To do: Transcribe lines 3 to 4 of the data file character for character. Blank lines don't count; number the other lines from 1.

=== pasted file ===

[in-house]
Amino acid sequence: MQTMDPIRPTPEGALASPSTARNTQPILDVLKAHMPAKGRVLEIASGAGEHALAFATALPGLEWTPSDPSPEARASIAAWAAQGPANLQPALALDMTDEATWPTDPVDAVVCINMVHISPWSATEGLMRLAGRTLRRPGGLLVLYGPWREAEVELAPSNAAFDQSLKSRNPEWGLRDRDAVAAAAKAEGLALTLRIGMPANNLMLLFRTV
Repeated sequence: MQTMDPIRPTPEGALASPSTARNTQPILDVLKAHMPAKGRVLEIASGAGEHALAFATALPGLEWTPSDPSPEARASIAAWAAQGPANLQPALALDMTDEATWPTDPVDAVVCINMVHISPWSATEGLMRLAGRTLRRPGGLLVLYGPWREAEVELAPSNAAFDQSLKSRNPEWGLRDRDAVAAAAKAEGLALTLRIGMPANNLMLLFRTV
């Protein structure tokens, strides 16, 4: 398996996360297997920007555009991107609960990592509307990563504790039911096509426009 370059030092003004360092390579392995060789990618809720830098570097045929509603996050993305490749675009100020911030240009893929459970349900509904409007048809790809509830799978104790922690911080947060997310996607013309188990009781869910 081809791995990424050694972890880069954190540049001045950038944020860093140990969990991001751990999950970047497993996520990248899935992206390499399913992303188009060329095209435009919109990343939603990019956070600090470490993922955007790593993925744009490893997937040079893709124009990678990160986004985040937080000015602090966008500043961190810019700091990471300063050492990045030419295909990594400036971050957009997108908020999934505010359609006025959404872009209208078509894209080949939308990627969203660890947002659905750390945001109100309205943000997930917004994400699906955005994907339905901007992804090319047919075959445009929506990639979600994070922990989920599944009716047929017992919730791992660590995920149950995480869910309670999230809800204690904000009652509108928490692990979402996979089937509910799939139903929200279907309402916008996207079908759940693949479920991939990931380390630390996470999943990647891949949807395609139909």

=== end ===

Repeated sequence: MQTMDPIRPTPEGALASPSTARNTQPILDVLKAHMPAKGRVLEIASGAGEHALAFATALPGLEWTPSDPSPEARASIAAWAAQGPANLQPALALDMTDEATWPTDPVDAVVCINMVHISPWSATEGLMRLAGRTLRRPGGLLVLYGPWREAEVELAPSNAAFDQSLKSRNPEWGLRDRDAVAAAAKAEGLALTLRIGMPANNLMLLFRTV
């Protein structure tokens, strides 16, 4: 398996996360297997920007555009991107609960990592509307990563504790039911096509426009 370059030092003004360092390579392995060789990618809720830098570097045929509603996050993305490749675009100020911030240009893929459970349900509904409007048809790809509830799978104790922690911080947060997310996607013309188990009781869910 081809791995990424050694972890880069954190540049001045950038944020860093140990969990991001751990999950970047497993996520990248899935992206390499399913992303188009060329095209435009919109990343939603990019956070600090470490993922955007790593993925744009490893997937040079893709124009990678990160986004985040937080000015602090966008500043961190810019700091990471300063050492990045030419295909990594400036971050957009997108908020999934505010359609006025959404872009209208078509894209080949939308990627969203660890947002659905750390945001109100309205943000997930917004994400699906955005994907339905901007992804090319047919075959445009929506990639979600994070922990989920599944009716047929017992919730791992660590995920149950995480869910309670999230809800204690904000009652509108928490692990979402996979089937509910799939139903929200279907309402916008996207079908759940693949479920991939990931380390630390996470999943990647891949949807395609139909």